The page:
Salah El Mahdi

From Wikipedia, the free encyclopedia

Salah El Mahdi (Tunisian Arabic: صالح المهدي‎; born Mohamed Ibn Abderrahmane Ben Salah Mehdi Chérifi on February 9, 1925 in Tunis and died September 12, 2014 in Tunis[1][not in citation given]) was a Tunisian musicologist, conductor, composer, flautist, music critic and judge.

Biography

Born in Tunis in 1925, he graduated from Zaytuna University in 1941 and then at the law school and National School of Administration. He obtained a Ph.D. in musicology in 1981 and a doctorate in letters at the University of Poitiers.

At the age of 18 he left the capital of Tunis to La Marsa and gave music lessons to students. In 1949, he became director of the institution and ensemble there[2] and was appointed honorary member of the SACEM. He was appointed as a judge on November 11, 1951, while assuming the job of music critic in several newspapers. In theater, he performed several roles with the troupe El Kaoukab of Tunis, and wrote plays for radio.

In 1961, he was appointed to the Secretariat of State for Culture and information. He helped establish the National Folk Arts Troupe (1962), the Tunisian Symphony Orchestra (1969), the National Society of Preservation of the Quran and the National School of Chanting the Koran. In 1982, he became general manager of the national cultural activities until his retirement and served as director of the Tunisian Conservatory for many years.[3] Indeed by 1987 he was said to be "director of all of the country's musical organizations."[4]

Internationally, he participated in several conferences run by institutions under UNESCO. Later he became a member of the executive committee of the Islamic history, culture and the arts and the High Committee of Islamic civilization[5] which are headquartered in Istanbul (Turkey) and Executive Committee of the International Council music attached to UNESCO. He is also vice-chairman of the board of the International Society of Music Education, International Institute of Music, and International Folk Music Council.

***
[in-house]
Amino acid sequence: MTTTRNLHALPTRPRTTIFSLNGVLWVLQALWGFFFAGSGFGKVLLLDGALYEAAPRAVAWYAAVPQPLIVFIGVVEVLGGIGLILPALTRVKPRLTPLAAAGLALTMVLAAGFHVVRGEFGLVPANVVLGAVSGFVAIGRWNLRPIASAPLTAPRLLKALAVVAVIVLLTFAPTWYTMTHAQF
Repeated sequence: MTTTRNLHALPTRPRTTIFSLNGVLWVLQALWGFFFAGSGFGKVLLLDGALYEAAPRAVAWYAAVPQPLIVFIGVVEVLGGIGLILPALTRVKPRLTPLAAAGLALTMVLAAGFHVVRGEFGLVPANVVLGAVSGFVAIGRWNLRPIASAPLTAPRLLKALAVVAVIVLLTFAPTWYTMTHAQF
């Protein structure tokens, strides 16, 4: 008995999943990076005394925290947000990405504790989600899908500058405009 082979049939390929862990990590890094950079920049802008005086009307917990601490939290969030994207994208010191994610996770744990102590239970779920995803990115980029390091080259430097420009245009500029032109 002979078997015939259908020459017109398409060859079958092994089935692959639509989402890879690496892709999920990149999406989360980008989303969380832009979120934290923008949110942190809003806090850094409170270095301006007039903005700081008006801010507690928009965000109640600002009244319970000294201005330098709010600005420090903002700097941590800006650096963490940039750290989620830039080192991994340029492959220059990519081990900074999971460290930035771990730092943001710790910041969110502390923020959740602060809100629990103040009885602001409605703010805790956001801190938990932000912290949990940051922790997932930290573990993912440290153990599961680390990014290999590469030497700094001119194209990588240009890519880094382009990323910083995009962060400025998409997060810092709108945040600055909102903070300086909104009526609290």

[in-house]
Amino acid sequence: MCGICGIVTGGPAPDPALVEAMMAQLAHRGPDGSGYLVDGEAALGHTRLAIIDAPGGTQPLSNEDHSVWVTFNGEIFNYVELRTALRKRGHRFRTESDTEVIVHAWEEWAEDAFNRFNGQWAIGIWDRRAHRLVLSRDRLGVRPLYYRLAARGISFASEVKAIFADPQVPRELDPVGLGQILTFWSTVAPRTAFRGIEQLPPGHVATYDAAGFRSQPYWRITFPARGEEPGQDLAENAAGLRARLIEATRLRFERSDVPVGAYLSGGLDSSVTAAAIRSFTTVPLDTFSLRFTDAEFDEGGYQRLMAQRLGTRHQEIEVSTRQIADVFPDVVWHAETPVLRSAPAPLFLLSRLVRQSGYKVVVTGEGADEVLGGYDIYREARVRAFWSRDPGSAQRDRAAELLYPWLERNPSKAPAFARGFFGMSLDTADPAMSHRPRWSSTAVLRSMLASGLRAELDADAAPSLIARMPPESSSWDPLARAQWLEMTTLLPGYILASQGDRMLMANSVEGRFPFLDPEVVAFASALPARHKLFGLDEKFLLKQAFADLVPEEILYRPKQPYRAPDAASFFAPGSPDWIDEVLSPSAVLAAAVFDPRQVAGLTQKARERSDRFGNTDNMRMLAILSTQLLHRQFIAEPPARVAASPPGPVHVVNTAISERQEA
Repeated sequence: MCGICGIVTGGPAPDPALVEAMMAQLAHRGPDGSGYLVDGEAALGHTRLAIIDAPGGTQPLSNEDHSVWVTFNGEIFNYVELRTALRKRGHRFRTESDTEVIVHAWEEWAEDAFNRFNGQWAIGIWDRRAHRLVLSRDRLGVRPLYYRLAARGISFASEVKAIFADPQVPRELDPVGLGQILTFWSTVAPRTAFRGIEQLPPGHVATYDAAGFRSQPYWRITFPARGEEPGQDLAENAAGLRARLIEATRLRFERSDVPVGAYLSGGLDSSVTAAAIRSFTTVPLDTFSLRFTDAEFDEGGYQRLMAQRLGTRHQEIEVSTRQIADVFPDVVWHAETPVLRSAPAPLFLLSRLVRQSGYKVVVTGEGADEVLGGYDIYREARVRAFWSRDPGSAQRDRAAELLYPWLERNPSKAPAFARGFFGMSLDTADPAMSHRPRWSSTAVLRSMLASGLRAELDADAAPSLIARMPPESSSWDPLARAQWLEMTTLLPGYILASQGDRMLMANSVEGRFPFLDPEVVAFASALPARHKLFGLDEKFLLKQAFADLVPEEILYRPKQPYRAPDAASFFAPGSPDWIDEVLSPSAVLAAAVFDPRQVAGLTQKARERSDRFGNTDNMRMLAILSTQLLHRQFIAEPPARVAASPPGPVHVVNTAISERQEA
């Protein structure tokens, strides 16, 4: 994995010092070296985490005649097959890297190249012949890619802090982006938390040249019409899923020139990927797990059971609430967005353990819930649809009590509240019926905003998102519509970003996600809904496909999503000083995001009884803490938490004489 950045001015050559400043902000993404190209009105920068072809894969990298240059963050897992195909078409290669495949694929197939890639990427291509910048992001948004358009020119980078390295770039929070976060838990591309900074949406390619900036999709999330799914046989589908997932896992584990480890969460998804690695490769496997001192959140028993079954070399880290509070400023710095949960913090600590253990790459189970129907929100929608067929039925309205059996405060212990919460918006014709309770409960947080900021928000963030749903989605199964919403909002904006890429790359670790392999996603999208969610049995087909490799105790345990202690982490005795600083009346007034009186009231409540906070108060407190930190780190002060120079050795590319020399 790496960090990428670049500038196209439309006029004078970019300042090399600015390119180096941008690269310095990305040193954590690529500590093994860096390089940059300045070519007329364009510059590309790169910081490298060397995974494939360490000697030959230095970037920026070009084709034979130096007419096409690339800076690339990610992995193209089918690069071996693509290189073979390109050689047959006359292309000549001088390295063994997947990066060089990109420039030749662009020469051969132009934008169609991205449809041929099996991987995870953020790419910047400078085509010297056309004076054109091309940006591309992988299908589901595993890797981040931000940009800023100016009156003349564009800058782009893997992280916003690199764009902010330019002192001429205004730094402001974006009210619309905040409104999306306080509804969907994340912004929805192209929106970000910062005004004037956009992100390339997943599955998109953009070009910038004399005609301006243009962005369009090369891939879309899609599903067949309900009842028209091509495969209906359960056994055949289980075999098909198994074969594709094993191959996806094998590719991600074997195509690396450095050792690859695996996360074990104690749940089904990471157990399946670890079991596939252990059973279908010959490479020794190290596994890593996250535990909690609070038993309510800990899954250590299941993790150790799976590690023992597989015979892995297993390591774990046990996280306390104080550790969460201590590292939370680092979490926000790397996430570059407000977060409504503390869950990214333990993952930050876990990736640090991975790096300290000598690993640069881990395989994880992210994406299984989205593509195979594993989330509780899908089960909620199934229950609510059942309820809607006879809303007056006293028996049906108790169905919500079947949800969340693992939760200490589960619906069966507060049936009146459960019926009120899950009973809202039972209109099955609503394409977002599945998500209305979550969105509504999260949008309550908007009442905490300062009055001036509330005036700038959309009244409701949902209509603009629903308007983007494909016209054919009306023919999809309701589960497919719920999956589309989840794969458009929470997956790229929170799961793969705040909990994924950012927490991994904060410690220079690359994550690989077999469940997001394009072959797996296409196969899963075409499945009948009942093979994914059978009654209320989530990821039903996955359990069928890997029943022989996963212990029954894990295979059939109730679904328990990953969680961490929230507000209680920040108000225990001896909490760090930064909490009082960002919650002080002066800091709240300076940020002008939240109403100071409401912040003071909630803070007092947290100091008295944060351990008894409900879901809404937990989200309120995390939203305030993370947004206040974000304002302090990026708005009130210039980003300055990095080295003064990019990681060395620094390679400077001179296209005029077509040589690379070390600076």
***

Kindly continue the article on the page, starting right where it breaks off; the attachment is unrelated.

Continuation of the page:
He has composed nearly 600 compositions, blending classical and folk songs, east and western instrumental music, chamber music and piano pieces, violins and harps and four symphonies. He participated in 1958 to successfully contest the Tunisian national anthem to which he composed the music.

After retirement he pursued teaching and sharing of his knowledge.[6]

References

  1. ^ (in French) Tunivisions “Tunisie , Nécrologie : La scène musicale en deuil suite au décès ce vendredi de Salah El Mehdi” A.CHENNOUFI
  2. ^ Davis, Ruth Frances (2004). Maʻlūf: Reflections on the Arab Andalusian Music of Tunisia. Scarecrow Press. p. 56. ISBN 978-0-8108-5138-2. Retrieved 30 April 2012. 
  3. ^ Storb, Ilse (2000). Jazz Meets the World - the World Meets Jazz. LIT Verlag Münster. p. 187. ISBN 978-3-8258-3748-8. Retrieved 30 April 2012. 
  4. ^ Daniélou, Alain (1 April 1987). The Way to the Labyrinth: Memories of East and West. New Directions Publishing. p. 294. ISBN 978-0-8112-1015-7. Retrieved 30 April 2012. 
  5. ^ "Governoing Board". IRCICA. Retrieved 30 April 2012. 
  6. ^ Dr Salah El Mahdi in the middle of a Music Course to a 5th level Diploma class at the Conservatoire du Bardo in 1998
Retrieved from "https://en.wikipedia.org/w/index.php?title=Salah_El_Mahdi&oldid=721614733"
This content was retrieved from Wikipedia : http://en.wikipedia.org/wiki/Salah_El_Mahdi
This page is based on the copyrighted Wikipedia article "Salah El Mahdi"; it is used under the Creative Commons Attribution-ShareAlike 3.0 Unported License (CC-BY-SA). You may redistribute it, verbatim or modified, providing that you comply with the terms of the CC-BY-SA